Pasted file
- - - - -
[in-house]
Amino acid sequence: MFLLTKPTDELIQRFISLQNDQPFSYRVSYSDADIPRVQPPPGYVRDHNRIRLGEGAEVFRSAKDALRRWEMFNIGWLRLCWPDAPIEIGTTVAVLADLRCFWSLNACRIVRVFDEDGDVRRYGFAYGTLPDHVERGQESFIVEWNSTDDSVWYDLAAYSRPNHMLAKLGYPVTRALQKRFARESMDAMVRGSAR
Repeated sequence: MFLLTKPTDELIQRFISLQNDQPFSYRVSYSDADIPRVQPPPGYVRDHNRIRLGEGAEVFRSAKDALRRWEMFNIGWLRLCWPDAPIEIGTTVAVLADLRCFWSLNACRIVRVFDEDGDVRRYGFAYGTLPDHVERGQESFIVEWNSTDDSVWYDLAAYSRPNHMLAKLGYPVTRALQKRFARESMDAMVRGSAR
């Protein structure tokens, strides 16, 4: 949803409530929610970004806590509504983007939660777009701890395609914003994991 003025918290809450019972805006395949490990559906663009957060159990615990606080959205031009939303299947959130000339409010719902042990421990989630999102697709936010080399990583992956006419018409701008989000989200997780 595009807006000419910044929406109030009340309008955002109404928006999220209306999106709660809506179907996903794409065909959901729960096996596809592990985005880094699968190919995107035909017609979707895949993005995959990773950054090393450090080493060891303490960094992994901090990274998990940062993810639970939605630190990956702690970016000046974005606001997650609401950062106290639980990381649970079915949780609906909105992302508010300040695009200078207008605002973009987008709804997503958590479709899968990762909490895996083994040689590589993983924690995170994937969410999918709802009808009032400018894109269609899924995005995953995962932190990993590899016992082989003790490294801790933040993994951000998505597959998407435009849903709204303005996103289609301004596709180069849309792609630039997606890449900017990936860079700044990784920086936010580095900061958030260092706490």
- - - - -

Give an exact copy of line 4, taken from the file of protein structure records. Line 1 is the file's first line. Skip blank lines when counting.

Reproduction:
């Protein structure tokens, strides 16, 4: 949803409530929610970004806590509504983007939660777009701890395609914003994991 003025918290809450019972805006395949490990559906663009957060159990615990606080959205031009939303299947959130000339409010719902042990421990989630999102697709936010080399990583992956006419018409701008989000989200997780 595009807006000419910044929406109030009340309008955002109404928006999220209306999106709660809506179907996903794409065909959901729960096996596809592990985005880094699968190919995107035909017609979707895949993005995959990773950054090393450090080493060891303490960094992994901090990274998990940062993810639970939605630190990956702690970016000046974005606001997650609401950062106290639980990381649970079915949780609906909105992302508010300040695009200078207008605002973009987008709804997503958590479709899968990762909490895996083994040689590589993983924690995170994937969410999918709802009808009032400018894109269609899924995005995953995962932190990993590899016992082989003790490294801790933040993994951000998505597959998407435009849903709204303005996103289609301004596709180069849309792609630039997606890449900017990936860079700044990784920086936010580095900061958030260092706490």